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Simon Pfeiffer for Codesphere Inc.

Posted on • Updated on

10 JS Tips to Help You Code Smarter, Not Longer

Earlier this week, we spoke about Developer Burnout, which a study found that 83% of developers experience.

Among the top reasons that developers feel burnt out are high workload, personal life, and inefficient processes.

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While I can't promise to improve your personal life, I can offer some tips to help reduce your workload and make your coding processes more efficient.

Here are 10 Javascript Tips to help you code smarter, not longer:

1. Ternary Operators

If you're not using ternary operators to give variables conditional values, you're making your life a lot harder.
Ternary Operators allow you to set the value of a variable based on a boolean.

let variable = booleanToCheck ? 'Value if True' : 'Value if False'

2. Use Falsy Instead of False

Another way to reduce the complexity of your conditional statements is to use Falsy values as a quicker alternative to checking the value of a variable. Falsy values are values, like 0 and undefined, that are treated as being equivalent to false when they are used in a boolean context.

All of the following statements are equivalent:

if (false)
if (null)
if (undefined)
if (0)
if (-0)
if (0n)
if (NaN)
if ("")

3. Optional Chaining

Okay final one to make conditionals simpler, I promise.
Instead of writing if statements making sure that certain values are defined, you can use the ? operator which will return undefined if the relevant value doesn't exist.
Usage courtesy of the MDN Web Docs:

const adventurer = {
name: 'Alice',
cat: {
name: 'Dinah'

const dogName =;
// expected output: undefined

// expected output: undefined

4. Use Test Driven Development

Surely, Test-Driven Development isn't going to save you time, right? Well, it might feel like an unnecessary step, but if you and your team find your software caught in a long web of bugs, it's probably because you didn't stop these bugs when they started.

A full explanation of Test Driven Development warrants its own article, but the general idea is to specify and check the exact way certain functions and features are going to work. Oftentimes, this testing is done automatically, but a lot of the benefits of TDD can be reaped just by documenting code well or using


To make sure certain things still have their expected behavior.

5. Null Coalescing

Also within the theme of stopping bugs before they get worse, null coalescing allows you to specify default values in case of an unexpected, or expected, undefined value.

const variable = null ?? 'default value'
console.log(variable) // "Output: default value"

6. Visualize Git with GitK and Git-GUI

If you find yourself wasting a lot of time trying to navigate convoluted git repos, it might be helpful to use a Git Visualizer. The two most popular ones are GitK and Git-GUI:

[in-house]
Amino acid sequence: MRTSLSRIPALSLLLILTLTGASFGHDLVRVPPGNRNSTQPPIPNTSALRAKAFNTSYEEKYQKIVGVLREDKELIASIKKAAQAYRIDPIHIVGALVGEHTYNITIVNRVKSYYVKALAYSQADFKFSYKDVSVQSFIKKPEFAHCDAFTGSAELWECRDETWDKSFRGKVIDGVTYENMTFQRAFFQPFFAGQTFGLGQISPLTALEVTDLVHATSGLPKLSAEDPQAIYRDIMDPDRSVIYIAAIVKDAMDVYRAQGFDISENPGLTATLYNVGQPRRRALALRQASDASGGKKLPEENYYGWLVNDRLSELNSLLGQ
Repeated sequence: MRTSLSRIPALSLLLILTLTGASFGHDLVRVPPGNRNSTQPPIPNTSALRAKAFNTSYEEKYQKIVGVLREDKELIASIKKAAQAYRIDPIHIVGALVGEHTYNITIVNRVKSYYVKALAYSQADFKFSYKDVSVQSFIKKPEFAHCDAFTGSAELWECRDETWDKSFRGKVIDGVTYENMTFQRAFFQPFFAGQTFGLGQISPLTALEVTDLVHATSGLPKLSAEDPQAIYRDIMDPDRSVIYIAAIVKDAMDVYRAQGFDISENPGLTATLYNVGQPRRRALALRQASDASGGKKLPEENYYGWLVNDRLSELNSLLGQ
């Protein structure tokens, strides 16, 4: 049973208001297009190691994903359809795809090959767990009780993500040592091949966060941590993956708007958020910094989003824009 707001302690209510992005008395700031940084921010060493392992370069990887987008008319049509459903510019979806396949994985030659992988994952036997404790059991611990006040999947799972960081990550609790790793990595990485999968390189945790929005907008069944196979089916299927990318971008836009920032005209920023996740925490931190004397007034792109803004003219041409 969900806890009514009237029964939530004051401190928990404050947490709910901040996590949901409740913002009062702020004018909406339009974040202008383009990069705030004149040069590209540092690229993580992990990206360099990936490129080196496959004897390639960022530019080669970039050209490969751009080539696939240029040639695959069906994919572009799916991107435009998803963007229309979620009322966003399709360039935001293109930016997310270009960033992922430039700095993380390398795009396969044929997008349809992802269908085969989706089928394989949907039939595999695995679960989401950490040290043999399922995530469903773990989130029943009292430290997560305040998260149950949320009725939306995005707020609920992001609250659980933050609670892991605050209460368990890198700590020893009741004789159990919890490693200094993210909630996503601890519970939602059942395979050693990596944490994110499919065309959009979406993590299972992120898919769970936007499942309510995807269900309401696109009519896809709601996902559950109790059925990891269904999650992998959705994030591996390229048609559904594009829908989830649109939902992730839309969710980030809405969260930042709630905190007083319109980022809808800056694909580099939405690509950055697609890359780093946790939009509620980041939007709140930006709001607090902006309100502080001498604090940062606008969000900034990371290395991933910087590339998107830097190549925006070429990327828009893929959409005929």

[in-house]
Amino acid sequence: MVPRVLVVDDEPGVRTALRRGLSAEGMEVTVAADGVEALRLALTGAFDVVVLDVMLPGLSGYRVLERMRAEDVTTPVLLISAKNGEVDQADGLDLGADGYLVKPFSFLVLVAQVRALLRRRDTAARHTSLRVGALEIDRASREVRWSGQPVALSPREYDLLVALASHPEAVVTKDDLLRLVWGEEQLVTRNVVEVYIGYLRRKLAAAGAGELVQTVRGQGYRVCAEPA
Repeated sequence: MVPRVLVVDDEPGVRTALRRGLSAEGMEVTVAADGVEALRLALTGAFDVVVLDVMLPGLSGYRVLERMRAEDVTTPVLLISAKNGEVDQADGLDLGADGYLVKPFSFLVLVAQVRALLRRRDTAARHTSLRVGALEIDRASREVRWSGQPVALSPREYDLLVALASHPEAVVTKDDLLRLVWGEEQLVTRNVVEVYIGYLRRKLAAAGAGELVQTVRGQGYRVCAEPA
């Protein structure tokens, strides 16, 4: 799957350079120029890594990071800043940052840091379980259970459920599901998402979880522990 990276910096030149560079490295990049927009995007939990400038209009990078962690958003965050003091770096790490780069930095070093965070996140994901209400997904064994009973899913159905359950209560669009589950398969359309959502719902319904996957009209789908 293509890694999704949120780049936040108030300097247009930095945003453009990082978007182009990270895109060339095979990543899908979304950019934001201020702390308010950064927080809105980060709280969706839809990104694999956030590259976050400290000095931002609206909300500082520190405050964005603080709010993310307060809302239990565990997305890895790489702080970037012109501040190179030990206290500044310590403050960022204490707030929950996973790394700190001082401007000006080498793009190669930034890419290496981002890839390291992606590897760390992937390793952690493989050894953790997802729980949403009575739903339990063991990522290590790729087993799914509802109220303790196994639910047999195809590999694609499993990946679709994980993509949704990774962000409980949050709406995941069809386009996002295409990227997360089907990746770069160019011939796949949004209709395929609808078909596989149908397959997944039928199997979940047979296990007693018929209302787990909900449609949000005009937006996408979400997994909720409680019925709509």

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In addition, GitHub offers Github Desktop to help make managing your local versions with the remote repository easier:

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7. Build Custom Sort()

Unless you are working with incredibly large arrays and are tracking the computational complexity of your javascript functions, you don't need to be writing your own sorting functions.

In fact, when Javascript's Sort() function is called, browsers make sure to use a more efficient sorting algorithm(Like Mergesort and Quicksort) when necessary. The sort() function can also take in custom comparison functions, allowing it to be much more versatile than just a simple number comparison.

Example per MDN Web Docs:

var items = [
{ name: 'Edward', value: 21 },
{ name: 'And', value: 45 },
{ name: 'The', value: -12 },

// sort by value
items.sort(function (a, b) {
return a.value - b.value;

8. Review Your Sites Automatically with Lighthouse

If you need to improve your website, but don't know where to start, I highly recommend using Chrome's built-in Lighthouse dev-tool.

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Lighthouse allows you to check any site for performance, accessibility, or SEO issues and will give you the specific parts of your site that you need to fix or optimize. It is a huge time saver when it comes to making sure your app is ready for production.

9. Use Typescript

Similar to Test-Driven Development, Typescript might feel like it would do the very opposite of saving you time. In the long run, Typescript tends to have the opposite effect.

Coding in a strictly typed language is going to make your code much more readable, meaning that you and your teammates are going to spend less time trying to understand the codebase. In addition, Typescript is going to help prevent bugs long before they occur, which is a huge time saver.

10. Stop Wasting Time Configuring Infrastructure

Finally, stop wasting time configuring infrastructure. It's 2021, it shouldn't take you more than a couple of minutes to deploy your app. By combining a Web IDE with the cloud, Codesphere streamlines the deployment process. We're making running an app in the cloud as easy as running it on your local machine.

So what'd we leave off the list? Let us know down below!
Happy Coding!

Top comments (1)

ukslim profile image
John Hartnup

The habit of using falsy checking has bitten me and my colleagues more than once.

if(cost) {
} else {
Enter fullscreen mode Exit fullscreen mode

... intended to show an input field when cost is null/undefined ... also shows the input when cost is zero.

It's safer to use a smarter null-checker, like Ramda's isNil() or equivalents in Underscore etc. (Or trivially roll your own). And use it always, as a matter of habit, because it's quicker than thinking about it on a case-by-case basis.

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